This bushfire season threatens to negatively impact the economy for a lengthy period
A Top 100 broker says focusing on niches and being clear about policies is important
- 2018 Commercial Lenders Roundtable
- Top 10 Brokerages 2018
- 2018 Brokers on Aggregators
Ensuring that housing approvals remain steadily on par with a region, city or state’s population growth is one of the many hurdles industry professionals experience as it relates to combating a rapid uptick in housing prices.
That is why figures released yesterday by the Australian Bureau of Statistics (ABS) demonstrated a worrying trend where housing approvals are failing to keep pace with New South Wales’ growing population.
It’s not all bad news, as the state has experienced a modest rise in the number of dwelling approvals to the tune of 1.6% – however, that figure has been counteracted by a 3.4% decline in private sector housing approvals in the month of November.
Whilst Urban Taskforce chief executive officer Tom Forrest welcomed the release by the ABS, he noted his concern surrounding a further drop off in the trend line for private sector stand-alone housing approvals.
“The approvals numbers released by the ABS today show a welcome improvement in the approval rate for residential apartments. But the number of houses (stand-alone private sector residential dwellings) approved was the lowest in a single month since August 2013,” he said.
“In order to reach the new housing target of 36,000 housing completions each year, a target which was identified by the Greater Sydney Commission, over 60,000 approvals per year are needed to meet the GSC target.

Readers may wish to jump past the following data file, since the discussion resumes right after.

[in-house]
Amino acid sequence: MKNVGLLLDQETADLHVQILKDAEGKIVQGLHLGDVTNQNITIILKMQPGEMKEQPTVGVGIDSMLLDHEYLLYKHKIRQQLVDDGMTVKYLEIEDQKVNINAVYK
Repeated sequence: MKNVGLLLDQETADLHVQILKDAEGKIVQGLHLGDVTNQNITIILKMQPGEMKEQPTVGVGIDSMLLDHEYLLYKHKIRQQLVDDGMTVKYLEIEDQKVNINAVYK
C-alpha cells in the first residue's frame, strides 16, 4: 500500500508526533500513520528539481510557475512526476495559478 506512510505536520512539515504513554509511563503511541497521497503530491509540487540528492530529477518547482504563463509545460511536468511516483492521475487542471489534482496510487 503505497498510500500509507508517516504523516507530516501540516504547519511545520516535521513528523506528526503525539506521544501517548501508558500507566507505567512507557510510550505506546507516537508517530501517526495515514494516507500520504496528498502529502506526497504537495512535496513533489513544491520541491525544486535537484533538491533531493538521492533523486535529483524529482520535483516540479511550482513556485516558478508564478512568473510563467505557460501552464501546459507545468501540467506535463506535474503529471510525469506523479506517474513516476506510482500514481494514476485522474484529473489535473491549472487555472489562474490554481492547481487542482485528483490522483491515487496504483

“Over the past 12 months, only 50,000 approvals have been granted and today’s release consolidates that downward trend.
“The planning system is the bottleneck here, and developers have land ready to create thousands of new homes in western, north-western and south-western Sydney as well as urban renewal opportunities.”
Forrest said the New South Wales government is spending billions of dollars on transformative transport infrastructure, but it’s the gap in infrastructure funding for roads and water including potable water, sewerage and storm water infrastructure which is holding back the NSW economy and pushing the prices up on existing homes.
“This is alarming news for the NSW Treasury as the long-term trends show that approvals are dropping well below population growth, and that can mean only one thing; prices go up,” he said.
“The Premier has declared that planning reform is the number one policy priority for NSW in 2020.
“What is clear now is that this requires more than cosmetic change; something needs to be done to clear the backlog and significantly reduce the timeframes for having development applications approved.
“Where councils are not delivering actual housing stock on the ground, planning powers must be taken from them or the entire state economy will suffer the consequences.”
Forrest said the ABS data clearly shows that the number of houses (stand-alone dwellings) approved has further fallen and sits well below approvals in Victoria.
- Australian real estate looking good for savvy property investors
- Concerns as First Home Loan Deposit Scheme comes into play
- Budding opportunities for investors